Here are Clotilde and Mark, proud creators of the tortilla de patatas they’re holding in their hands.
Clotilde wanted to surprise Mark with a special present, and was he surprised!
No fish was allowed, so we stuck to a simple Andalusian lunch: Ajoblanco (Almond soup), Garbanzos con espinacas (Chickpeas with spinach) and Tortilla de patata (Potato Omelette).
I’m waiting to hear how the dinner they wanted to cook, back home in London2012, went!
Until recently, beer in Seville meant Cruzcampo. But the Craft Beer Movement seems to have taken on in the city, and new shops are opening, dedicated exclusively to beers.
An evergreen is the Cervecería Internacional, where you can taste all sorts of (of course) international beers.
Two new spots I recently discovered are The Great Power of Beer & Wine - a literal translation of the street’s name, if you’re wondering about the funny name – with a few Spanish craft beers and also some interesting Italian wine. The other is Cervezas Taifa, which is a microbrewery that sells its beers in the Triana Market.
Interesting small projects which definitely deserve a visit!
calle Gamazo, 3
954 211 717
XXXII The Great Power of Beer & Wine
Jesús del Gran Poder, 32
955 191 461
Mercado de Triana
This is the great surprise I found in the mailbox last Tuesday! Caroline and Birdget were at Panepanna’s last June for a two-day class on Andalusian cooking. We got so involved talking about fish – which as you know is quite different depending on the sea you fish from – that when they saw that I was lacking this book (despite Hugh being one of my favourite food writers) they promised me a little something… and here it is! Thank you SO much, it really made me (and Jorge) very happy.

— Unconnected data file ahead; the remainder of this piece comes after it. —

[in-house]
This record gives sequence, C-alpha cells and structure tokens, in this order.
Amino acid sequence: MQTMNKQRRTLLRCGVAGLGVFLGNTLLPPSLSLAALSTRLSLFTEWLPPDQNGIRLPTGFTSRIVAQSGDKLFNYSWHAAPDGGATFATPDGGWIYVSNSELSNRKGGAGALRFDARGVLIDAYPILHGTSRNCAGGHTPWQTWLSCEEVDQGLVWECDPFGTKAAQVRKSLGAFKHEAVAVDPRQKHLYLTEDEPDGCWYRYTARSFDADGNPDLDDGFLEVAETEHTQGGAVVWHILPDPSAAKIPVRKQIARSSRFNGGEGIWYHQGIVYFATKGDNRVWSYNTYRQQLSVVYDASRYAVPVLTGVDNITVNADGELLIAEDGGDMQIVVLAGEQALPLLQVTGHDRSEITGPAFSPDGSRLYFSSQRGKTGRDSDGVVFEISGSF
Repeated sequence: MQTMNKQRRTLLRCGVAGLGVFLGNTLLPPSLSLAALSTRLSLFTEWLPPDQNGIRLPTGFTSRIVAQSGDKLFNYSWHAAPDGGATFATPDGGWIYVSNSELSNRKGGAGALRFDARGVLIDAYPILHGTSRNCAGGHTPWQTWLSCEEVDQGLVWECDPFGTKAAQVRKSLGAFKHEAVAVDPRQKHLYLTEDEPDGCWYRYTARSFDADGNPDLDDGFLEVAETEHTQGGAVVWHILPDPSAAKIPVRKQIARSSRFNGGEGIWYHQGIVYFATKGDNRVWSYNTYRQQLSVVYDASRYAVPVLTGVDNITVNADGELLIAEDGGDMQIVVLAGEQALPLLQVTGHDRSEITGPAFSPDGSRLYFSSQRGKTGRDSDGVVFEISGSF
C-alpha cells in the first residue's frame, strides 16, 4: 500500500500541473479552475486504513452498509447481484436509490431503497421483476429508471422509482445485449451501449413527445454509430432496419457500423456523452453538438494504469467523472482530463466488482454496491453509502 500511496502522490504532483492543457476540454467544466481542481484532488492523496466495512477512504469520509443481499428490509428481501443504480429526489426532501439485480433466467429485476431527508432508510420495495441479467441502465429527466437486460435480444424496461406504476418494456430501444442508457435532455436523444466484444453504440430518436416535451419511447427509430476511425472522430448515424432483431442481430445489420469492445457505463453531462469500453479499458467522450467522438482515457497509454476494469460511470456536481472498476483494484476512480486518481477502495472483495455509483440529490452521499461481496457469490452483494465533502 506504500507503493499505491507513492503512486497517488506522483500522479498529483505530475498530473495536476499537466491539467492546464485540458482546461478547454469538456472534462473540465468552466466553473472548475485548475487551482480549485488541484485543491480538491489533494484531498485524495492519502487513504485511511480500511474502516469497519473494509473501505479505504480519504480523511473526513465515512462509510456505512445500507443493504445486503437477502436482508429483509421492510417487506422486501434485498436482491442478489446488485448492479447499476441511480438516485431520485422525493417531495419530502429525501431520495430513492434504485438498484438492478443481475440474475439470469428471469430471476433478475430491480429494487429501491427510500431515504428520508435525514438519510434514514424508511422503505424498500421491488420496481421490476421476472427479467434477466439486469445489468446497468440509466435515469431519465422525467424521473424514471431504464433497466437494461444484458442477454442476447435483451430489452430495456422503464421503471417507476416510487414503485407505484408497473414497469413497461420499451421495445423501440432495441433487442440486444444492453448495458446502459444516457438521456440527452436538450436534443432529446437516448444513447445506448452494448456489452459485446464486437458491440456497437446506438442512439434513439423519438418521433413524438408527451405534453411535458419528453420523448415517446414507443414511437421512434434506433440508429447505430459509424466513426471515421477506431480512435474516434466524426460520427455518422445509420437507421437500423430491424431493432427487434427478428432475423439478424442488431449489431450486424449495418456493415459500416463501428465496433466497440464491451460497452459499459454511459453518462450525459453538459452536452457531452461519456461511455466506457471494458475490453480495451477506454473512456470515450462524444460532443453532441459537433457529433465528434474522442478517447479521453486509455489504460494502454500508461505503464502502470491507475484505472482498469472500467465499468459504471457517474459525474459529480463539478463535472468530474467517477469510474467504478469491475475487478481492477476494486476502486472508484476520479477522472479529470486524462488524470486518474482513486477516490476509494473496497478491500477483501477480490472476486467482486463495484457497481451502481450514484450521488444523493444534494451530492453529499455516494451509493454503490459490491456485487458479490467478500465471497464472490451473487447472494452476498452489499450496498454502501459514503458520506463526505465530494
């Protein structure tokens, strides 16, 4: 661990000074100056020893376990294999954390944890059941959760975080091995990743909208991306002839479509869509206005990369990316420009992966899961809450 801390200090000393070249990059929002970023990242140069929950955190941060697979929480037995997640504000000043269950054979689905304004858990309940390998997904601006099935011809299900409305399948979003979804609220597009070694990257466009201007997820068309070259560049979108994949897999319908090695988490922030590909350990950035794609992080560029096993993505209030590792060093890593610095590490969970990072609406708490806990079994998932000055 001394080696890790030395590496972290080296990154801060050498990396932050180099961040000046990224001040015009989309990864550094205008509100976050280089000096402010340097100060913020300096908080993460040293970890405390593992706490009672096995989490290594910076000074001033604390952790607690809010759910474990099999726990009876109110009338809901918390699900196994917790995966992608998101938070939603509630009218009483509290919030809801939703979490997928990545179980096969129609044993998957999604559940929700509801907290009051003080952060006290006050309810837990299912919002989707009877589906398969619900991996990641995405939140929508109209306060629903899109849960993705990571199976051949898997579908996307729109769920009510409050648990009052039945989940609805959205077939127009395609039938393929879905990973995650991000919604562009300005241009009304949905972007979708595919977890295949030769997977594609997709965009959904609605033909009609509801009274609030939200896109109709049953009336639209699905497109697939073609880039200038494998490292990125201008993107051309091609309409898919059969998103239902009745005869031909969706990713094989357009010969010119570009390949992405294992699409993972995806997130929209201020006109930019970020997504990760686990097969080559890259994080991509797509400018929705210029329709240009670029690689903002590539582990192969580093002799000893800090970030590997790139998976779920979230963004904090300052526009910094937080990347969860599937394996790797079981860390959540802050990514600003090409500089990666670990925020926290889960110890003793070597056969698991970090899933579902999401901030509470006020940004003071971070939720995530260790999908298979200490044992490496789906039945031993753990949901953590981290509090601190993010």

Offal is common in all of Spain: pork but you can find also lamb, chicken or beef. From pig’s ears to lamb’s intestines, you can find all sort of weird dishes all over the paeninsula. Beef tripe is traditional in many regions – the dish you can see in the picture is Callos y Morros, Tripes and Snouts, one of my favourite tapas at Tapas 2.0, an excellent tapas bar off the main Rua in Salamanca (Castilla León). Tasty, rich and a little hot, the texture is soft (but not yucky-soft).
As a curiosity, check out The Guardian’s A to Z guide to offal, and this quite instructive post at Serious Eats about Pig Snout.
Calle de Felipe Espino, 10
closed on Tuesdays
[In my Spanish blogs: in panepanna a simple way to make Greek yoghurt (and more) at home and in annalibera a look at Spanish microbreweries]
These shrimp fritters (forget the fact that it’s called ‘tortillita‘, there’s no egg involved) are the most well-know tapa from the Cádiz area, in Southwestern Spain. You can get them in Seville too, but most of the times they’re quite different and though tasty just not the same as the proper ones. A few Sevillian bars, whose owners are from Sanlúcar de Barrameda, do them properly!
The one in the picture is from Casa Balbino, in Sanlúcar. Together with a glass of cold Manzanilla is definitely something going on a trip for!
Plaza del Cabildo 14
Sanlúcar de Barrameda (Cádiz)
[In my Spanish blogs: in annalibera a great tiny place for coffee in Santiago de Compostela, Café Venecia, and in panepanna a look at September's first cooking workshop, Pasta 102]
Life wouldn’t be the same, in Spain, without chickpeas. Chickpeas are the staple bean in Southern Spain: in soups, such as Andalusian puchero, or with vegetables, such as Espinacas con garbanzos (Spinach with chickpeas), or even as a crunchy snack, fried.
[In my Spanish blogs: in annalibera I recommend a nice new spot in Santiago de Compostela, Kunsthalle, and in panepanna how to make milk foam at home without a special gadget!]